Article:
What right did she have we might think seeing that she is dependent upon the limited social welfare system to go giving away what little she had? Is she moving herself out of the ranks of the deserving poor into the undeserving poor because of her extravagance on the religious front? I can imagine that there were those in the Temple hierarchy who would have assented to this judgment.

Was Jesus commending the widow? The text isn't clear but there is no doubt that her generosity is acknowledged by Jesus and her status is elevated compared to that of the rich people who give what is left over. It's a commendation of some sort with the implication that.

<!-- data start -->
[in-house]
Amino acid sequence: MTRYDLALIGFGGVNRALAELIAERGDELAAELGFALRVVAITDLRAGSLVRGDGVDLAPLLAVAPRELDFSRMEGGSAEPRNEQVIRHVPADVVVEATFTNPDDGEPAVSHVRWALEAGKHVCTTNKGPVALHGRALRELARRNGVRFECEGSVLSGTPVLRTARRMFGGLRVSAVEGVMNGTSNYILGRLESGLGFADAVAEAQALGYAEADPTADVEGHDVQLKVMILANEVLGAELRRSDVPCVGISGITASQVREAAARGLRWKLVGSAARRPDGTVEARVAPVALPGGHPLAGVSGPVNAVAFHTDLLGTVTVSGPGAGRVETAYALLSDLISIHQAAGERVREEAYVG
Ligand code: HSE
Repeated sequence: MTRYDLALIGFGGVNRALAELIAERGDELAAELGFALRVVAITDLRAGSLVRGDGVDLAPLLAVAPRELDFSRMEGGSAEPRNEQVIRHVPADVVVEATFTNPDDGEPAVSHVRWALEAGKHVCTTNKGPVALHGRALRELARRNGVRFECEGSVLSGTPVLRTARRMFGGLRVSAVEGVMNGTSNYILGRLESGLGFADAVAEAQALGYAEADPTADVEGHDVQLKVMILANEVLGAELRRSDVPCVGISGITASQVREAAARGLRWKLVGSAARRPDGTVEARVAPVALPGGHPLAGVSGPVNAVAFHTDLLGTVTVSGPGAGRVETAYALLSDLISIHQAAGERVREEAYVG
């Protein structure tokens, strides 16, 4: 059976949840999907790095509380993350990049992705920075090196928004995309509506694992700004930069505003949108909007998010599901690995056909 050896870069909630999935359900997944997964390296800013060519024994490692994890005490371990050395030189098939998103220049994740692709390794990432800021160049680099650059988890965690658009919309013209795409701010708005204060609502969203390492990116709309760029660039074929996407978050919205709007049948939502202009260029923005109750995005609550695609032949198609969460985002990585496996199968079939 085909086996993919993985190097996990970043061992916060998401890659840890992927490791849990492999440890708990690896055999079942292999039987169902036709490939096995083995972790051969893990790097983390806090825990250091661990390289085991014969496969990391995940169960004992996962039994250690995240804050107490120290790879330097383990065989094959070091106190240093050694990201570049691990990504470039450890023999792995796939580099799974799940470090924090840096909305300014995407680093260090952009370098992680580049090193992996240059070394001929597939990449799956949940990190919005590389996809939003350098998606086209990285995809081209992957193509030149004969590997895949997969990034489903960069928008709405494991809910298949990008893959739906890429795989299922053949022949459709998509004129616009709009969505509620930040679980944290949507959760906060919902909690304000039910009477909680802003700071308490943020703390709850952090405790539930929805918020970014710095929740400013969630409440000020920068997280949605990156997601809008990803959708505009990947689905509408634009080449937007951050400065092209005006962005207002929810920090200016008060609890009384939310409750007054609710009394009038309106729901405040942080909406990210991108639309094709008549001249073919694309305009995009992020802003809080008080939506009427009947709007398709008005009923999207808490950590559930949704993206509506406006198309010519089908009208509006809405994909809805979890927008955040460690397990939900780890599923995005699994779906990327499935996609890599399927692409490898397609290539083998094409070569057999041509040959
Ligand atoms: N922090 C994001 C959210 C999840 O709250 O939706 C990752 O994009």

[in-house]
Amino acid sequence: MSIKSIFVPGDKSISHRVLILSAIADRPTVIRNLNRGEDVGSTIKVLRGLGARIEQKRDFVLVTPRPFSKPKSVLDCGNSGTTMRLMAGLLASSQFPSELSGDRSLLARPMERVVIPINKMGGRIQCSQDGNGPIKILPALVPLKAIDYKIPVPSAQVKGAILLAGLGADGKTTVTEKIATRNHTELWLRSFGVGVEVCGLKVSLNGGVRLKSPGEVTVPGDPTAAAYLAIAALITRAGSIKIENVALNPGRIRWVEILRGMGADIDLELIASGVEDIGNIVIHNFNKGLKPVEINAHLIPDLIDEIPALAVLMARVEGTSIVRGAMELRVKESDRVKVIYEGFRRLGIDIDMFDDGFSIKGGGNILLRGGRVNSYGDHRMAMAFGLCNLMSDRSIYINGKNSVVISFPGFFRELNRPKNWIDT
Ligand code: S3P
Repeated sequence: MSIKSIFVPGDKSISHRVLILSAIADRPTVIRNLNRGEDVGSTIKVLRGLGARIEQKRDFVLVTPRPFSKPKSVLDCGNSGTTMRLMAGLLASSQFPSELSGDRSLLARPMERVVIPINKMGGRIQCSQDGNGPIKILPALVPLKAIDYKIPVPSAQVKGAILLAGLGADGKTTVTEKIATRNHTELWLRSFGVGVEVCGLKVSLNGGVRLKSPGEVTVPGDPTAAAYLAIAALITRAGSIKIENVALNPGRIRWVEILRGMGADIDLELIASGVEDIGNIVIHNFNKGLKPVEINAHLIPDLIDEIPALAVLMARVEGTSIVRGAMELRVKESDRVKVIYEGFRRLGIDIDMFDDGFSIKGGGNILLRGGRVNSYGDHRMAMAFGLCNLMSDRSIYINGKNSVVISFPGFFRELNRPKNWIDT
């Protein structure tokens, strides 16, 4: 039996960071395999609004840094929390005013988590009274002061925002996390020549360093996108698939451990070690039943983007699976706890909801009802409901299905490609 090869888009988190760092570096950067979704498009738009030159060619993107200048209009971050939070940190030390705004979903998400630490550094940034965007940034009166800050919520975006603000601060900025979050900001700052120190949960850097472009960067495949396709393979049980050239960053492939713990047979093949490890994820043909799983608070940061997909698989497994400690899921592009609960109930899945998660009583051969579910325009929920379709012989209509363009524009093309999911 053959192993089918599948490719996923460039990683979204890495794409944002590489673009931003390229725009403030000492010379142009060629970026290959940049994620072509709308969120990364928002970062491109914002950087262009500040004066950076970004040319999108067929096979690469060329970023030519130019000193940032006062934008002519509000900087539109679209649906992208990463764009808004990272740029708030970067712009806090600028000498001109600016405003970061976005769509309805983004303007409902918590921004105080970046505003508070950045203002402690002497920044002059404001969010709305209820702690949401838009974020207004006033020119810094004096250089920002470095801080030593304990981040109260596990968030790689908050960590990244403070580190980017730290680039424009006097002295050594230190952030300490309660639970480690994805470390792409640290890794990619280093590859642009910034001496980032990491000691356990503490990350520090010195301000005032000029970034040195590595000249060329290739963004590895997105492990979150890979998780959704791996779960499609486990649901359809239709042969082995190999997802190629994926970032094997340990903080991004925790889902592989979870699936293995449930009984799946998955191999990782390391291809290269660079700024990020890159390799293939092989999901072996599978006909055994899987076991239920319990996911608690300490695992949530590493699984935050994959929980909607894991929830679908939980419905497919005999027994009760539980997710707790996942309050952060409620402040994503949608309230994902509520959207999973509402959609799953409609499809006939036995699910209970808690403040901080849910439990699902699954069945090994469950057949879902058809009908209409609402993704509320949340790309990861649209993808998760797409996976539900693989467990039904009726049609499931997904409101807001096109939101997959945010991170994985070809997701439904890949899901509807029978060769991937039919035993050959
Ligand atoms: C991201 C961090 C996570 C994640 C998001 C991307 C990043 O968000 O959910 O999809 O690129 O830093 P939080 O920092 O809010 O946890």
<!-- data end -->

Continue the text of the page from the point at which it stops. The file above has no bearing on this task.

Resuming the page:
But think about the equivalent scenario today. It is as though a single Aboriginal mother on Centrelink benefits has gone and given away her last $10 to a World Vision appeal for victims of earthquake in Indonesia and will have to go to the Salvation Army for food for the next couple of days till her next payment is due.

Is she still one of the "deserving poor" or has she removed herself from that category because of her extravagance in giving away what little she had and increasing her reliance on the generosity of the community?

There is something unnerving and unsettling about Jesus and the observations he makes here.  Our easy certainties about status and desert are brought into question. There is a further sting  which we miss because the chapter division used by the lectionary cuts off the reading at this point.  Immediately afterward at the start of the next block of readings as Jesus leaves the Temple he speaks of the edifice being torn down, a judgment on the entire Temple system. Whatever our assessment of who is or is not deserving we are all subject to the questioning of God's justice.